A common law right

8.1          The right to a fair trial has been described as ‘a central pillar of our criminal justice system’,[1] ‘fundamental and absolute’,[2] and a ‘cardinal requirement of the rule of law’[3].

8.2          Fundamentally, a fair trial is designed to prevent innocent people being convicted of crimes. It protects people’s life, liberty and reputation. Being wrongly convicted of a crime has been called a ‘deep injustice and a substantial moral harm’.[4] By helping prevent the punishment of the innocent, fair trials also promote the prosecution and punishment of the guilty.[5]

8.3          This chapter discusses the source and rationale of the right to a fair trial; how the right is protected from statutory encroachment; and when, if ever, laws that encroach on the right may be justified. The ALRC calls for submissions on two questions about this right.

Question 8–1              What general principles or criteria should be applied to help determine whether a law that limits the right to a fair trial is justified?

Question 8–2              Which Commonwealth laws unjustifiably limit the right to a fair trial, and why are these laws unjustified?

8.4          The High Court of Australia has said that a right to a fair trial is ‘commonly manifested in rules of law and of practice designed to regulate the course of the trial’.[6]

8.5          Many attributes of a fair trial are now set out in international treaties, conventions, human rights statutes and bills of rights,[7] but many of these attributes have their roots in older statutes and the common law.

8.6          Although a fair trial may now be called a traditional and fundamental right, what amounts to a fair trial has changed over time. Many criminal trials of history would now seem strikingly unfair. In his book, Criminal Discovery: From Truth to Proof and Back Again, Dr Cosmas Moisidis writes:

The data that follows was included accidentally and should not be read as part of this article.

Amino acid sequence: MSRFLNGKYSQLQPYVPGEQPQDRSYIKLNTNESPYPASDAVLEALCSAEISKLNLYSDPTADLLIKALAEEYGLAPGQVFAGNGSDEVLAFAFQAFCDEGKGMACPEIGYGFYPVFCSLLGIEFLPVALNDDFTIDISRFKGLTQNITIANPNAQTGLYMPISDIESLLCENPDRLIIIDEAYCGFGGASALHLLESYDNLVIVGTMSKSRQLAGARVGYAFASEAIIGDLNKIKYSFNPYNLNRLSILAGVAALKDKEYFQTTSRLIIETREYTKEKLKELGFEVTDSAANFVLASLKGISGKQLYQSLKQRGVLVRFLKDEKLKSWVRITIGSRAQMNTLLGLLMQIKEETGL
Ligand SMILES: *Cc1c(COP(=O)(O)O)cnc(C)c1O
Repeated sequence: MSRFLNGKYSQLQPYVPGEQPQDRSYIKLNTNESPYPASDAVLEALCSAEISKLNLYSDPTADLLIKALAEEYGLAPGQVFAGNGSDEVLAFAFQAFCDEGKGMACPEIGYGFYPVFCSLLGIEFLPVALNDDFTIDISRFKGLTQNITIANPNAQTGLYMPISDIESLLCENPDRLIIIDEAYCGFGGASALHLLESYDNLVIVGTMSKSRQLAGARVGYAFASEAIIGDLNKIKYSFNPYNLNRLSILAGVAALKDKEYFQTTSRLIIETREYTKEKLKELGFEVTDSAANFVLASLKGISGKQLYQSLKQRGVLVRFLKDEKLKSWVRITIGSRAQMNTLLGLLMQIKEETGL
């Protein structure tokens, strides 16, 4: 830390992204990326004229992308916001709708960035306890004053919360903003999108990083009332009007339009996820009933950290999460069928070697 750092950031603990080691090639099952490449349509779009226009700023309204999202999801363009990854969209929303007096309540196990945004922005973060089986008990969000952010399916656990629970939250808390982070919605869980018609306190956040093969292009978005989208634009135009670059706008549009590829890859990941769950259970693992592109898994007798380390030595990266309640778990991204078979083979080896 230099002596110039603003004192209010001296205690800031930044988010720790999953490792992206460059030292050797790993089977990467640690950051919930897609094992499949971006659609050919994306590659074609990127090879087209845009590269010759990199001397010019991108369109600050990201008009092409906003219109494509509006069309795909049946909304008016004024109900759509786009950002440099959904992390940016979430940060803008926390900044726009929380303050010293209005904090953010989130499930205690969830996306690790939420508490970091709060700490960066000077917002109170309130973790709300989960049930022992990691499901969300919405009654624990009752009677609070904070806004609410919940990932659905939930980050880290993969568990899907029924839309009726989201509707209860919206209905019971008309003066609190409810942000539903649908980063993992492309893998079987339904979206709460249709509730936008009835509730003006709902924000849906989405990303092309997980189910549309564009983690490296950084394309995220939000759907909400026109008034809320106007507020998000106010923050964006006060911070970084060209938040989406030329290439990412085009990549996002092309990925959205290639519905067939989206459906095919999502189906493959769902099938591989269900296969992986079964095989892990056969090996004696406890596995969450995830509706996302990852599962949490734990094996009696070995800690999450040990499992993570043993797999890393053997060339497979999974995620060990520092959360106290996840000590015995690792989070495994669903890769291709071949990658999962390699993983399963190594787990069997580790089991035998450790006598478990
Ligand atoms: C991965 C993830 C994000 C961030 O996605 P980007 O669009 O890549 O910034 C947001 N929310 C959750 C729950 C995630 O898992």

The earliest forms of English criminal trials involved no conception of truth seeking which would be regarded as rational or scientific by modern standards. The conviction of the guilty and the acquittal of the innocent were to be achieved by means which appealed to God to work a miracle and thereby demonstrate the guilt or innocence of the accused. No consideration was given as to whether an accused should be a testimonial resource or be able to enjoy a right to silence and put the prosecution to its proof. Instead, guilt and innocence were considered to be discoverable by methods such as trial by compurgation, trial by battle and trial by ordeal.[8]

8.7          Even later, trials by jury—an important element of a fair trial—remained in many ways unfair. In his Introduction to English Legal History, J H Baker wrote that for some time the accused remained ‘at a considerable disadvantage compared with the prosecution’:

His right to call witnesses was doubted, and when it was allowed the witnesses were not sworn. The process for compelling the attendance of witnesses for the prosecution, by taking recognisances, was not available to the defendant. The defendant could not have the assistance of counsel in presenting his case, unless there was a point of law arising on the indictment; since the point of law had to be assigned before counsel was allowed, the unlearned defendant had little chance of professional help.  … The same jurors might have to try several cases, and keep their conclusions in their heads, before giving in their verdicts; and it was commonplace for a number of capital cases to be disposed of in a single sitting. Hearsay evidence was often admitted; indeed, there were few if any rules of evidence before the eighteenth century.[9]

8.8          Baker describes the ‘unseemly hurry of Old Bailey trials in the early nineteenth century’ and calls it ‘disgraceful’:

the average length of a trial was a few minutes, and ‘full two thirds of the prisoners, on their return from their trials, cannot tell of any thing which has passed in court, nor even, very frequently, whether they have been tried’. It is impossible to estimate how far these convictions led to wrong convictions, but the plight of the uneducated and unbefriended prisoner was a sad one.[10]

8.9          The most important reforms, Baker writes, ‘were put off until the nineteenth century’:

In 1836 prisoners on trial for felony were at last given the right to ‘make full answer and defence thereto by counsel learned in the law’. In 1867 they were given facilities, comparable to those of the prosecution, for calling witnesses to depose evidence before the trial and having such witnesses bound over to attend the trial. And in 1898 prisoners were accorded the dangerous privilege of giving sworn evidence themselves.[11]